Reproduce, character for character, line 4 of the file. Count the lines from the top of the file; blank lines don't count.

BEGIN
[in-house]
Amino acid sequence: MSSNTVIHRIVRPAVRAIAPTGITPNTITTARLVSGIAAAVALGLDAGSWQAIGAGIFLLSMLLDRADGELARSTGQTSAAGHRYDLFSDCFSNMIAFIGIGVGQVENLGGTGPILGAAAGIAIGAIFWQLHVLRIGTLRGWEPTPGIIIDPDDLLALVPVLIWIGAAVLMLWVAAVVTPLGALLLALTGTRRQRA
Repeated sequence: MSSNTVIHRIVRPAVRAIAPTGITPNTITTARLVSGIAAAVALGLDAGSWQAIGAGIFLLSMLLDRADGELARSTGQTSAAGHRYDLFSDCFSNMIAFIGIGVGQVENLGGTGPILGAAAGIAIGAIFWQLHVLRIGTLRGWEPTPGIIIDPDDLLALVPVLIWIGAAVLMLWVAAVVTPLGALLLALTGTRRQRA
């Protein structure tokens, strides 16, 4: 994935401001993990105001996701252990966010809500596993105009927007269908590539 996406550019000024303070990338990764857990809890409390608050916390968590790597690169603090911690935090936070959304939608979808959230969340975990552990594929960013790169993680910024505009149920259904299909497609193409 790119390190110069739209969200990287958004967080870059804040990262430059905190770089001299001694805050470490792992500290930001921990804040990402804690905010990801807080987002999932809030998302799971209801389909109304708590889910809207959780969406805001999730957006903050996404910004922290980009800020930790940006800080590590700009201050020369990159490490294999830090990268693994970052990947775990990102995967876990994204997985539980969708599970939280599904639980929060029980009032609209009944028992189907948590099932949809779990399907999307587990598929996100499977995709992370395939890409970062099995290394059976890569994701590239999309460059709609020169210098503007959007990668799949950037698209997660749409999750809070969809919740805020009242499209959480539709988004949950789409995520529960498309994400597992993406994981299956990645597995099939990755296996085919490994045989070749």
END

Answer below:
């Protein structure tokens, strides 16, 4: 994935401001993990105001996701252990966010809500596993105009927007269908590539 996406550019000024303070990338990764857990809890409390608050916390968590790597690169603090911690935090936070959304939608979808959230969340975990552990594929960013790169993680910024505009149920259904299909497609193409 790119390190110069739209969200990287958004967080870059804040990262430059905190770089001299001694805050470490792992500290930001921990804040990402804690905010990801807080987002999932809030998302799971209801389909109304708590889910809207959780969406805001999730957006903050996404910004922290980009800020930790940006800080590590700009201050020369990159490490294999830090990268693994970052990947775990990102995967876990994204997985539980969708599970939280599904639980929060029980009032609209009944028992189907948590099932949809779990399907999307587990598929996100499977995709992370395939890409970062099995290394059976890569994701590239999309460059709609020169210098503007959007990668799949950037698209997660749409999750809070969809919740805020009242499209959480539709988004949950789409995520529960498309994400597992993406994981299956990645597995099939990755296996085919490994045989070749």